A few weeks ago after my Saturday run, I came around the sidewalk curve heading into our cove. I was exhausted and disgustingly sweaty because August in Memphis means heat and humidity to the nth degree. In my training for the marathon, I was at the half-way point in distance having just finished 13.1 miles. And as I rounded the corner, I saw my girls, one with her pink princess night gown and some awesome bed head and the other with legs flapping out of sheer excitement. And holding the little one was my husband, my best friend and my #1 fan. He had a pom pom (my big girl did too, of course) waving it wildly in the air. The moment I locked eyes with him, tears welled up.
It was such a literal representation of the way he cheers me on every day, a memory I’ll treasure forever. This morning during my run, I was listening to the podcast of last week’s episode of the Andy Savage Show. As we ended the show, Andy challenged listeners to not let anyone speak more highly of your spouse than you. Not the people at the office, not the people at the gym, not the barista whipping up espressos. No one should speak more highly of Matt than me. This is why it matters that I listen when he tells me about the new client. This is why it matters that I notice how hard he’s been working. This is why it matters that I tell him how good he looks. This is why I kiss him as he walks out the door in the morning and again when he comes in the door every evening.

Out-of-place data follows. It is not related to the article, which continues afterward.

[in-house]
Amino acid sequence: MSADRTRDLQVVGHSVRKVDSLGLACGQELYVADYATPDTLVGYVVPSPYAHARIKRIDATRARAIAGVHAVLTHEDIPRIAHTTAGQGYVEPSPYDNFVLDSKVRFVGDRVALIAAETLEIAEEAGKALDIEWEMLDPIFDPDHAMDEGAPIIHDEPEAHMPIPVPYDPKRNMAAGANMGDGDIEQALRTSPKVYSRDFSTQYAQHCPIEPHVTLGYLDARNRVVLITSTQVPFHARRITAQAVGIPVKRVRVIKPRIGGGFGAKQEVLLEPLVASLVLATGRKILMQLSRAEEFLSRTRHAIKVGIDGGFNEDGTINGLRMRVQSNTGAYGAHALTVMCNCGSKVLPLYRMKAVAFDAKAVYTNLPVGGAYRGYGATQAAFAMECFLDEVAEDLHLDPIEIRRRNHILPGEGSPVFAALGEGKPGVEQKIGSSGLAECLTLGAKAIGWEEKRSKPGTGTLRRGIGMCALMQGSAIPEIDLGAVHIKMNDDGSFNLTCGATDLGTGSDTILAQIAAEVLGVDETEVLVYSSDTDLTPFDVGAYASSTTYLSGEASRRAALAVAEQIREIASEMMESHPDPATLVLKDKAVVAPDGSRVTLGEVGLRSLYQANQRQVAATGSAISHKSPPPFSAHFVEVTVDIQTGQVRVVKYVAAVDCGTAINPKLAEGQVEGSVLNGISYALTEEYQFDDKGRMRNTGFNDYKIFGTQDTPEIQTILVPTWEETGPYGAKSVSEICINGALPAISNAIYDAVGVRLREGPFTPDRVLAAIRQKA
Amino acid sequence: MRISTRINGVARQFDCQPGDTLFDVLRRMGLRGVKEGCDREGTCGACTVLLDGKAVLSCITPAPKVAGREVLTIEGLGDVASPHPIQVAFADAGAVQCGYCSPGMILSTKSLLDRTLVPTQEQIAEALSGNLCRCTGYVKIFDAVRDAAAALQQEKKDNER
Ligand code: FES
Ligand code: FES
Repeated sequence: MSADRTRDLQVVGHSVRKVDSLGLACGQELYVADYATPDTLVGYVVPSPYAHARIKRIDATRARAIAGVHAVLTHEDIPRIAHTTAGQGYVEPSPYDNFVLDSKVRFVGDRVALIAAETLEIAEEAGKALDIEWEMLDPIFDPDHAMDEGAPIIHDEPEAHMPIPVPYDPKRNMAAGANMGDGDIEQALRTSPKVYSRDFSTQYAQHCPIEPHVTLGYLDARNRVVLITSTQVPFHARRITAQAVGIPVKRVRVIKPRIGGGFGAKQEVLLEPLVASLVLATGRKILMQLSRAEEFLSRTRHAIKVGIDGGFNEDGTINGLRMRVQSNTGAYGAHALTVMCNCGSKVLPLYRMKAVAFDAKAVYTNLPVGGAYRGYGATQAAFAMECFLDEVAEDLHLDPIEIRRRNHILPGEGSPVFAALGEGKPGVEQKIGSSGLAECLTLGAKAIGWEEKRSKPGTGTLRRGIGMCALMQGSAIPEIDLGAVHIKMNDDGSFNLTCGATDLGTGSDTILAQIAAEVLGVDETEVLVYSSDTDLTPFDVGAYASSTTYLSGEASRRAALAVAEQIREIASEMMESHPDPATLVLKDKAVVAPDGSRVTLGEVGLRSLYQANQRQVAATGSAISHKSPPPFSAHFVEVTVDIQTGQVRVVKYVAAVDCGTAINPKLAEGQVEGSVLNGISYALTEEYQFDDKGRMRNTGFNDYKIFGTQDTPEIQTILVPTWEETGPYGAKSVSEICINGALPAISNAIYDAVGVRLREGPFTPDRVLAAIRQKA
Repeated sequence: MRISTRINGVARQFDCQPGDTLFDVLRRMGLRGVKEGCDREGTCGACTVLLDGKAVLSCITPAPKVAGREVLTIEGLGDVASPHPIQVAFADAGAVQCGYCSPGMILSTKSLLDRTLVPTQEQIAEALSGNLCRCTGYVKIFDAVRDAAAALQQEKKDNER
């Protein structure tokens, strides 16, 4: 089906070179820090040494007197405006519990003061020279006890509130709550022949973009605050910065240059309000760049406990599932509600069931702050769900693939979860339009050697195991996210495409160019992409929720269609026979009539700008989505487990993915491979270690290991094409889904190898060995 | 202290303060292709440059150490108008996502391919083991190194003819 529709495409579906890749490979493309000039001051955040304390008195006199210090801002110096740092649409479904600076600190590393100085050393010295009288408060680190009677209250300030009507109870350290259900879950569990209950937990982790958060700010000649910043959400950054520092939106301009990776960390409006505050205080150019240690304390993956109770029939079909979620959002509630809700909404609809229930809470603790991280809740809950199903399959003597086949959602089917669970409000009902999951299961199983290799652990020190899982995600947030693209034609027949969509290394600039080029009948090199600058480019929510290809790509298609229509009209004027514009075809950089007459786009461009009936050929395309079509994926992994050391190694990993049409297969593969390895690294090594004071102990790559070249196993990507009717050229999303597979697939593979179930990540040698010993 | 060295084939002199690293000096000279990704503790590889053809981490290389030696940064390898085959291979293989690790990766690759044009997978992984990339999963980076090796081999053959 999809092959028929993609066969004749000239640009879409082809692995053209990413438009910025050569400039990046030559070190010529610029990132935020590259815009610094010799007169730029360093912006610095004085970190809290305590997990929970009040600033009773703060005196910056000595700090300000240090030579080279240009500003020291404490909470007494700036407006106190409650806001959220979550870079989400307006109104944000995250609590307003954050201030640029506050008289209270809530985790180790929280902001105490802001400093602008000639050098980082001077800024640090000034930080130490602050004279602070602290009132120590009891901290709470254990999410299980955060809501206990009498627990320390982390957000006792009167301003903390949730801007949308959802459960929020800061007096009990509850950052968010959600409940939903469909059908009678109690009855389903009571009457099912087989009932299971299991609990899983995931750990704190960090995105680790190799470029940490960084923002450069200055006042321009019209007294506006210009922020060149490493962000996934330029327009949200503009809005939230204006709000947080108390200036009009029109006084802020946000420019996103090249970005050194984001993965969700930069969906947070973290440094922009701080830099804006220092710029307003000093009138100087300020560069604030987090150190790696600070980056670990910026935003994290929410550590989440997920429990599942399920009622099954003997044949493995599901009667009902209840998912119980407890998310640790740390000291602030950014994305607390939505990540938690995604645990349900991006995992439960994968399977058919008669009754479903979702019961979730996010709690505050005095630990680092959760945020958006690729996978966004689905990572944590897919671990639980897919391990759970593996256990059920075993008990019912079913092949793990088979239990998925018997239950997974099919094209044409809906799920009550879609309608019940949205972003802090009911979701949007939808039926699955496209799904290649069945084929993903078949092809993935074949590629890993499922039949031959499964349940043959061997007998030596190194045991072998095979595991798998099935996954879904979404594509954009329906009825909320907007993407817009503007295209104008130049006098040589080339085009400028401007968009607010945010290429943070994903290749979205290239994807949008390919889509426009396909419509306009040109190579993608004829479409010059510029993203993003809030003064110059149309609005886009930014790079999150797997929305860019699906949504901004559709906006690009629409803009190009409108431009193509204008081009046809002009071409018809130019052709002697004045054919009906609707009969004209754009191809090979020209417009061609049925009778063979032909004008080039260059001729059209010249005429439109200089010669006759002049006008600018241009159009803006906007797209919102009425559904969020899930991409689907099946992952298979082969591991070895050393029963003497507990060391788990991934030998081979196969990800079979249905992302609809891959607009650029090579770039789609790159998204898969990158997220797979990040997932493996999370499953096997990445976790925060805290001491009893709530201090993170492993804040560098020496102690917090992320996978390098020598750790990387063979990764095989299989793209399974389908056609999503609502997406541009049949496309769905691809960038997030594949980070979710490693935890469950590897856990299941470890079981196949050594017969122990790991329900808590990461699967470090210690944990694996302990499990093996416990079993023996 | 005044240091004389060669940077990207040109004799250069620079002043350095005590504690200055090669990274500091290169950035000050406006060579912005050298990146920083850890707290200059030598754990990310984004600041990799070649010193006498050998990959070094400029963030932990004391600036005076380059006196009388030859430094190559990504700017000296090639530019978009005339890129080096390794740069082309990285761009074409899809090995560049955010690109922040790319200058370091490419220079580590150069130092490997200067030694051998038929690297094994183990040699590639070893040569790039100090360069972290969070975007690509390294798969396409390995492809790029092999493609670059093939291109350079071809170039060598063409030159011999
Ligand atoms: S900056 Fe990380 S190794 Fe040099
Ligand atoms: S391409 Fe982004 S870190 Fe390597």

Matt and I know a little something about fair-weather fans versus real fans. While it’s fun to be a Bama fan now after three national championships in four years (Roll Tide!) this was not the case when we were in school. Real fans are the ones who sit through five overtimes during the Tennessee/Bama game while it is raining cats and dogs (or Smokeys and Elephants) only to wind up losing the game. Real fans wear crimson and white and anything houndstooth even when you lose to a Div II school. Real fans leave the stadium hoarse no matter what the scoreboard reads.
Being my husband’s biggest fan means encouraging him no matter what. When the preacher said for better or worse, he meant it. It’s easy to tell ourselves, “I’ll encourage him as soon as he encourages me.” Whenever I’m tempted to fall into this trap, I think back to Romans 5:8, “While we were still sinners, Christ died for us.” God didn’t wait until we were lovable to love us. He didn’t wait until I got my act together to rescue me. I’m called to love my husband in the same way. I don’t cheer for him because he’s perfect. I cheer for him because he’s my favorite. Because he’s my team. And because I love him.
A short text, a little note in his work bag, cooking his favorite meal for dinner… it doesn’t have to be big. But sometimes the little things, like coming around the corner to your own personal cheering section, leave the biggest impression.